After the wedding celebrations of Katherine of Aragon to Arthur, Prince of Wales, the teenage couple was ‘put to bed’ in keeping with the Tudor custom. What happened that night would later become an issue of great controversy. In this post we explore whether Katherine’s claim that the marriage was never consummated stands up to scrutiny.
As a trusting kind of person, I’m always inclined to give people the benefit of the doubt. Given that Katherine of Aragon went to her death insisting that when she entered her second marriage to King Henry VIII, she did so as a virgin despite the fact she had briefly been married to his brother, I’ve always tended to believed her.
Of course, given that this (intensely personal) issue was at the heart of her husband claiming a legitimate case to divorce her, perhaps Katherine had little choice but to insist on her pre-marital purity. Certainly a good batch of historians seem to think so.
So I decided to #DigALittleDeeper and I have to confess that – with all the usual caveats around how we can never truly know – I’m still inclined to side with Katherine, although it’s something I’d like to discuss in more depth in the future. To start with, I’m not satisfied that the arguments against her really stack up. Let’s explore.
- There was an assumption , upon her first husband Arthur’s death, that the marriage was consummated – This is based on the fact that they waited a few months before declaring the future Henry VIII, ‘Prince of Wales’ on the basis that Katherine might be pregnant. Similarly, when going through the process of arranging Katherine’s second marriage, her mother was keen to ensure that the Pope granted dispensation for the marriage regardless of the whether the first union had been consummated.
These arguments are sensible enough, but in reality no one probably asked Katherine much about the wedding night. Her mother, Queen Isabella of Castile, wasn’t keen for this clause because she suspected that her daughter had been enjoying the fruits of young love; it was a sensible precaution by a wise and worldly woman who wanted to protect her daughter and the alliance with England, from any future attempts to undermine her second marriage. The fact that even with it, this is exactly what happened, demonstrates what incredible foresight the infamous Queen of Castile must have possessed.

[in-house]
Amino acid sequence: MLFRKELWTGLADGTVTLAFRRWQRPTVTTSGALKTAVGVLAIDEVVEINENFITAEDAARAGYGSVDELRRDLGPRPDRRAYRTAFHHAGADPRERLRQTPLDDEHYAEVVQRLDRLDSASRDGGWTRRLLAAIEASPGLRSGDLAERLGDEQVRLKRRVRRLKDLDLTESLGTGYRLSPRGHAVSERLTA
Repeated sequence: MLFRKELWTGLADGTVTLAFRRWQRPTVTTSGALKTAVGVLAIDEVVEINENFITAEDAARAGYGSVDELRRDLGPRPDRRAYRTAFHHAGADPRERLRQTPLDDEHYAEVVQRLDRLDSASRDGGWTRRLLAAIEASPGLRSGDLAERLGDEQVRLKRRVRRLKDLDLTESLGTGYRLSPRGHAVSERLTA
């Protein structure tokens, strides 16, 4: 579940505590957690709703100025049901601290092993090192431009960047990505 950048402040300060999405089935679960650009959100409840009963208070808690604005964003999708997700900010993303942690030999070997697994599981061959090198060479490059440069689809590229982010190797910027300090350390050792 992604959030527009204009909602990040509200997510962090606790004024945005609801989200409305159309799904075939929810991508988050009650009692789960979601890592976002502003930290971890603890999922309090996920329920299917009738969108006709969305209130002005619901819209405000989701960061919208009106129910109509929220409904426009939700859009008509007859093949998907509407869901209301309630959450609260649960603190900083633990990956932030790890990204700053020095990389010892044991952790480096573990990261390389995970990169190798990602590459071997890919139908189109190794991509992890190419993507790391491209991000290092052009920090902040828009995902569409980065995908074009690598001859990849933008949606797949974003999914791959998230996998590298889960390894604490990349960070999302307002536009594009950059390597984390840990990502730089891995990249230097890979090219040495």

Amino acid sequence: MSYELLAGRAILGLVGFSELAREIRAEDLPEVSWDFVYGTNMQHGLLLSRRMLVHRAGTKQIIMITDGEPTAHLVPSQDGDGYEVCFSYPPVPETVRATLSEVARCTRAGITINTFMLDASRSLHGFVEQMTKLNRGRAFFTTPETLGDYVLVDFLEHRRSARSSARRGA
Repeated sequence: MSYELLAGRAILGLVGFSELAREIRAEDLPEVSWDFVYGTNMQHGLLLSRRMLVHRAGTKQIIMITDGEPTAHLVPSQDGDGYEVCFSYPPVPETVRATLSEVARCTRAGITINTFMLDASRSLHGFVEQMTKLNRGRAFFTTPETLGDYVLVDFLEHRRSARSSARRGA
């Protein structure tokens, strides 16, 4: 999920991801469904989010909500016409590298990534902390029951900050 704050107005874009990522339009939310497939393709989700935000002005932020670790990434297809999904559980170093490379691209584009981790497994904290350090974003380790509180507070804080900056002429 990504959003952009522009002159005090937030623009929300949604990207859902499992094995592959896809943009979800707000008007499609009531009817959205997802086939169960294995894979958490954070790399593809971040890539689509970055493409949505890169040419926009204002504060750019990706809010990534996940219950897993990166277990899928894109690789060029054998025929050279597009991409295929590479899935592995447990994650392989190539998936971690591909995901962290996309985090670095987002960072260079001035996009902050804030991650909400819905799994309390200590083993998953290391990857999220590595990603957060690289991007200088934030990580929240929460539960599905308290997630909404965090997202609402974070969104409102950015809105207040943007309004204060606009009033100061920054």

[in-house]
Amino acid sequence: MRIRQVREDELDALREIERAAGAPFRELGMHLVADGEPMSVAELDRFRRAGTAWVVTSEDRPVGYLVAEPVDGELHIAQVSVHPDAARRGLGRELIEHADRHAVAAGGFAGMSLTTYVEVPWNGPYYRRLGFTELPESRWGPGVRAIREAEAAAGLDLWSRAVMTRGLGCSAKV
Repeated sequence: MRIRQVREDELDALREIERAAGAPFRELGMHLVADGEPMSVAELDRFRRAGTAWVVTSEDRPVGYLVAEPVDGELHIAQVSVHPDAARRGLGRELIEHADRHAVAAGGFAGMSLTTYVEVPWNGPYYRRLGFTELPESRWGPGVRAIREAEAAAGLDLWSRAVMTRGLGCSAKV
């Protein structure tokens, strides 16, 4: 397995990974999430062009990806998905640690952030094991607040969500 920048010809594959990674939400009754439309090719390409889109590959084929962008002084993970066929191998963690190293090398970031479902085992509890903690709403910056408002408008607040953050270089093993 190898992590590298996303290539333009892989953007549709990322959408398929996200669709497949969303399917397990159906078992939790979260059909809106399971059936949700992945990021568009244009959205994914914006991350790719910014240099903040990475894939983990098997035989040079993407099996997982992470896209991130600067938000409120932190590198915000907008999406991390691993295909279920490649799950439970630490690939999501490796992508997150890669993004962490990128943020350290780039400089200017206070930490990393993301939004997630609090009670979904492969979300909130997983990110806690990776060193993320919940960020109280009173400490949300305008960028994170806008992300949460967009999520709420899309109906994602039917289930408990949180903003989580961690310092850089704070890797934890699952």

- Prince Arthur seemed to think there had been intimacy – Friends of the 15 year old groom were later to tell of the young prince’s claims the morning after the wedding that marriage was ‘thirsty work’ and that he had spent the night in the ‘midst of Spain.’ There is no reason to think that these friends of Arthur’s were lying, but you really don’t need to be a historian to deduce that this is likely to have been youthful bragging; you just need to have been, or to have ever met, a teenage boy.
- Katherine had a motive to lie – Yes, she did. David Starkey very cleverly argues that given her upbringing in the court of her parents, the Spanish Kings, she was more than aware of the real politick of the Royal marriage market and would have done all she could to advance her country by becoming Queen of England. I have a great deal of time for this argument. However, Alison Weir argues that she would never have continued this lie to her death bed. Given Katherine’s clear devotion to her faith and the fact she would have wanted to meet her maker with a clear conscience, we must conclude that this is the superior argument. What’s more, Katherine seemed rather confident in challenging Henry, that he knew full well that she came to him as a maid. Without wanting to be graphic, if this is true then there would have been ways the King might have noticed it at the time; a daring challenge for her to make if she didn’t know it to be true.
There are other arguments too. When Katherine did declare that her first marriage had been unconsummated, people believed it. Sex in teenage marriages was often not encouraged as it was thought to be dangerous. We know Margaret Beaufort, based on her own bitter experience, intervened to try and protect her granddaughter from teenage intercourse. Could she have done the same for her granddaughter in law (this last point is a bit far-fetched but has given me a great idea for a #WildCard)?
As I said, we can never know. Fundamentally, for me, it comes down to who do you trust more out of Katherine and Henry? Both had reason to lie, but if Henry really did believe his wife did not come to him a virgin, then he was fundamentally unbothered by it for over a decade of his marriage. The change of heart only occurred when he became desperate for both a son and another woman. The rest of Henry’s reign also shows us how he was very comfortable with either lying to others or, more likely, deceiving himself about the true facts of a situation when it suited him to do so. Katherine however, would gain an almost saintly reputation, going to her death bed declaring that Henry was the only man to ever know her.
For me, the jury has come in on this issue and it has declared, at least for now, for Katherine of Aragon.